Climate activists at a rally in Athens, Greece, in late 2018, hold up banners warning that time is running out on efforts to contain the earth’s warming to a rise of 1.5 degrees Celsius. Photograph by Louisa Gouliamaki / AFP / Getty
Thanks to Bill McKibben for this Earth Day edition of his newsletter, The Climate Crisis, which we sample from regularly:
Thanks to Matthew L. Miller for this series of book reviews in honor of Earth Day (including the book to the left, which may make you wonder who would be interested in such a topic):
I have a confession: I have never celebrated Earth Day. That may sound almost sacrilegious for a conservation writer to admit, I know. And perhaps it’s more accurate to say I don’t celebrate it in the usual way: going to a festival or concert with some “green” theme. It’s never really been my scene.
Instead, I’ll go for a walk, look for the local birds and wildflowers, hopefully write something about nature and certainly read about it. But that’s pretty much how I spend every day.
“Biodiversity” is one of those terms that gets said a lot on Earth Day. As a concept, I’m not sure it connects to many people. For me, the diversity of life on Earth is not only why I’m a conservationist, it’s one of the main motivators of my life. Continue reading
( wikipedia/commons/4/48 )
This week’s podcast rebroadcasts an episode we first heard a couple years ago, but Rachel Carson Dreams of the Sea is as good a tribute to Earth Day’s 50th anniversary as you will find:
Before she published “Silent Spring,” one of the most influential books of the last century, Rachel Carson was a young aspiring poet and then a graduate student in marine biology. Although she couldn’t swim and disliked boats, Carson fell in love with the ocean. Her early books—including “The Sea Around Us,” “The Edge of the Sea” and “Under the Sea Wind”—were like no other nature writing of their time, Jill Lepore says: Carson made you feel you were right there with her, gazing into the depths of a tide pool or lying in a cave lined with sea sponges. Lepore notes that Carson was wondering about a warming trend in the ocean as early as the 1940s, and was planning to explore it after the publication of “Silent Spring.” If she had not died early, of cancer, could Carson have brought climate change to national attention well before it was too late?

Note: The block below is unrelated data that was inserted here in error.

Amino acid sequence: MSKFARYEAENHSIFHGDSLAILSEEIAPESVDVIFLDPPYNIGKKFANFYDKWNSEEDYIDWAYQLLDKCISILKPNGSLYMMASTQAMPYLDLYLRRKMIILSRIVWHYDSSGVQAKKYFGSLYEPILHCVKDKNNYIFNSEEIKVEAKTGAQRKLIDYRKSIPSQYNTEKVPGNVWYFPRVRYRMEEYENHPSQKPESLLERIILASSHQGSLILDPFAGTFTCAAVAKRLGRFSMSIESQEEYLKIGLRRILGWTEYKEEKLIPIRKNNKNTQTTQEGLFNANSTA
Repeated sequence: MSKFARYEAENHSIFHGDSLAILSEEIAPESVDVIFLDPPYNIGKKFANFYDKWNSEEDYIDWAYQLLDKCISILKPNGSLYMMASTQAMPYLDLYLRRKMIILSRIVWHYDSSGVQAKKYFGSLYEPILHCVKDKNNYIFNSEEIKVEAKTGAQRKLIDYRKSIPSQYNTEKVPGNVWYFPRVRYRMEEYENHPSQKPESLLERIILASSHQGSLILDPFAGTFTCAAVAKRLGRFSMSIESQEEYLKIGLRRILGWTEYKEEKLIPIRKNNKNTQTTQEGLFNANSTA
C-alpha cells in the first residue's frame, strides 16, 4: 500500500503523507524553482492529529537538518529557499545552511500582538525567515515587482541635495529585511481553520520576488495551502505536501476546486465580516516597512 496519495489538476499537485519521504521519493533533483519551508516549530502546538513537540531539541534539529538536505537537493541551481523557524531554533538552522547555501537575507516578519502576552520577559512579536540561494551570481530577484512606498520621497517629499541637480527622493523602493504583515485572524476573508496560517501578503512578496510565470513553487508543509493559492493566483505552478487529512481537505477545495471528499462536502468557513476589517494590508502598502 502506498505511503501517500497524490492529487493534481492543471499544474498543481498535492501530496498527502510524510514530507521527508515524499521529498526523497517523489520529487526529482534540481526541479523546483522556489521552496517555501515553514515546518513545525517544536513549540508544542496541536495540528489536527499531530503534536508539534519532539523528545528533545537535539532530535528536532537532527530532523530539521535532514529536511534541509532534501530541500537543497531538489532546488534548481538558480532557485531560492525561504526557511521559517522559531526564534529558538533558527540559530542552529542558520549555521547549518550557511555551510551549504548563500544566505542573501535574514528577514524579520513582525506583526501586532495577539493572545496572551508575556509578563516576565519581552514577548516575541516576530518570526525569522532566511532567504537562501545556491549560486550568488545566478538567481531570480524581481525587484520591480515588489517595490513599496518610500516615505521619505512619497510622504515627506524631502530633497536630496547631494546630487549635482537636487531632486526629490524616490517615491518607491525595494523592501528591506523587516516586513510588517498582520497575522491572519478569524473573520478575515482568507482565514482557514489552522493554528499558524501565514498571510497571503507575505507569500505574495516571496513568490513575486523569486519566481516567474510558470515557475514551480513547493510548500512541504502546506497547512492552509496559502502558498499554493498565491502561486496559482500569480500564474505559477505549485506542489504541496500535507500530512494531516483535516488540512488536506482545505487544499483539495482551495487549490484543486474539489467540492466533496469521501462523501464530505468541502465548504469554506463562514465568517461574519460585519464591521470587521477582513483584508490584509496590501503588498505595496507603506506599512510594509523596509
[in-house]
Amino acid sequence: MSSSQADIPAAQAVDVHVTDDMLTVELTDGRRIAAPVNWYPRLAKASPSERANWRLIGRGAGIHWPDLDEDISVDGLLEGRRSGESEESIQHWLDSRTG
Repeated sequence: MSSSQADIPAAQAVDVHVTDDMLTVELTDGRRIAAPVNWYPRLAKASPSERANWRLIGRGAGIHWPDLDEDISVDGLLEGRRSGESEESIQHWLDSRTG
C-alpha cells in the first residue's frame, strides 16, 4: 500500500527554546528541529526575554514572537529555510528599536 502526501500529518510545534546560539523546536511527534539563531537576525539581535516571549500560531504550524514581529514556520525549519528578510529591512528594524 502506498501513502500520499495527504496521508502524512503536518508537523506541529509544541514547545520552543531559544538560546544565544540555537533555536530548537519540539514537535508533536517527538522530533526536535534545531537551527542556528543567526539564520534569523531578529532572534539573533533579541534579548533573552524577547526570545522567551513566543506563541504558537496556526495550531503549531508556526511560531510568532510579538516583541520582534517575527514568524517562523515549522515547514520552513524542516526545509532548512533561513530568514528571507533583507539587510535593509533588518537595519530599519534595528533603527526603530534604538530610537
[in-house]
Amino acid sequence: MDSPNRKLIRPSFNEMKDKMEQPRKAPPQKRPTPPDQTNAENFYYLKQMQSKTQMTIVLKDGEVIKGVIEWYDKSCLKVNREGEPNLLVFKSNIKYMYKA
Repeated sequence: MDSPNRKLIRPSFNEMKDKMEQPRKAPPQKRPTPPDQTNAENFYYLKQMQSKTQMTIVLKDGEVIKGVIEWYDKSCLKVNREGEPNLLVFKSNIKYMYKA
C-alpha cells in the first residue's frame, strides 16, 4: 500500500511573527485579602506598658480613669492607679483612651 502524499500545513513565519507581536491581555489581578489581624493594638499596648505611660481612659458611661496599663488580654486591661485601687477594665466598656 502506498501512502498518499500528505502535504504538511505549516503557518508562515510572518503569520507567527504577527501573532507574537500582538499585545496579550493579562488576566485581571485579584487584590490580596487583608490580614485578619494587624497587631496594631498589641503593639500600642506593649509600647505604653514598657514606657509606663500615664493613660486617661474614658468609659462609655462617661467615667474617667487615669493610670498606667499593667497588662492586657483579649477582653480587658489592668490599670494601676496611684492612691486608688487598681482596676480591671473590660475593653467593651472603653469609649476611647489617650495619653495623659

Excerpts from Carson’s work were read by Charlayne Woodard, and used with permission of Carson’s estate.
A women’s march in Fairbanks, Alaska, last month. The movement inspired a group of scientists to organize their own demonstration in Washington. Credit Robin Wood/Fairbanks Daily News-Miner, via Associated Press
We have not had a shortage of model mad stories, which may be the silver lining to the cloud, so thanks to the Science section of the New York Times for this contribution:
Within a week of its creation, the March for Science campaign had attracted more than 1.3 million supporters across Facebook and Twitter, cementing itself as a voice for people who are concerned about the future of science under President Trump.
Now, hoping to transform that viral success into something approaching the significance of the women’s march last month, the campaign has scheduled its demonstration in Washington for Earth Day, April 22. Continue reading
Photo by Cornell Lab of Ornithology
If you were up around 6AM this Earth Day you probably didn’t think to check the Cornell Lab Bird Cams, but if you had, you might have seen two hawk chicks hatch into their nest atop a light pole on one of Cornell’s athletic fields.
According to the Lab’s news release, the third chick (i.e. the egg in this picture) is due to hatch in the next 48 hours, so keep a close watch by following the link in the photo, and enjoy your Earth Day! As you check out the live feed, you’ll probably see the father hawk, Ezra (named for Cornell University’s co-founder Ezra Cornell), or the mother, Big Red (after Cornell’s sports teams) taking turns incubating the egg and chicks.
Be sure to refer to the Red-tailed Hawk cam frequently asked question page, and also check out the Great Blue Herons in Sapsucker Woods!